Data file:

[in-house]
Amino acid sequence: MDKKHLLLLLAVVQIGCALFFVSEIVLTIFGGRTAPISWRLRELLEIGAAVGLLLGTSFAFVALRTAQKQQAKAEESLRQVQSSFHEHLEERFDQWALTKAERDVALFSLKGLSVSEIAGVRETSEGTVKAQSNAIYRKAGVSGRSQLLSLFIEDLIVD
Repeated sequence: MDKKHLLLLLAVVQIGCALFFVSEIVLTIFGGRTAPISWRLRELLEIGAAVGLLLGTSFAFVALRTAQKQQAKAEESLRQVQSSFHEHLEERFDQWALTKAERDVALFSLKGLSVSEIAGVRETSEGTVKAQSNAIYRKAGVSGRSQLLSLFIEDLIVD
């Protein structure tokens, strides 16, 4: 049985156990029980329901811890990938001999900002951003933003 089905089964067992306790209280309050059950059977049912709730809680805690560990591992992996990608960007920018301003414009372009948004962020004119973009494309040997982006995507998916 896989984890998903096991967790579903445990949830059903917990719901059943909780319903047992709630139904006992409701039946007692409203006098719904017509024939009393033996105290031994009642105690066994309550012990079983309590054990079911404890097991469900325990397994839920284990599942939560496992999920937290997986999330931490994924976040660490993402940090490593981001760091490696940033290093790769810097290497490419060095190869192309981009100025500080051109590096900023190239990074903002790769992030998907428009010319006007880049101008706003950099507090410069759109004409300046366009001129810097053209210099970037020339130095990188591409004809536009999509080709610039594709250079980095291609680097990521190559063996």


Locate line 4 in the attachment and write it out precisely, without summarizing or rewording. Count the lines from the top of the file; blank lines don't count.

């Protein structure tokens, strides 16, 4: 049985156990029980329901811890990938001999900002951003933003 089905089964067992306790209280309050059950059977049912709730809680805690560990591992992996990608960007920018301003414009372009948004962020004119973009494309040997982006995507998916 896989984890998903096991967790579903445990949830059903917990719901059943909780319903047992709630139904006992409701039946007692409203006098719904017509024939009393033996105290031994009642105690066994309550012990079983309590054990079911404890097991469900325990397994839920284990599942939560496992999920937290997986999330931490994924976040660490993402940090490593981001760091490696940033290093790769810097290497490419060095190869192309981009100025500080051109590096900023190239990074903002790769992030998907428009010319006007880049101008706003950099507090410069759109004409300046366009001129810097053209210099970037020339130095990188591409004809536009999509080709610039594709250079980095291609680097990521190559063996």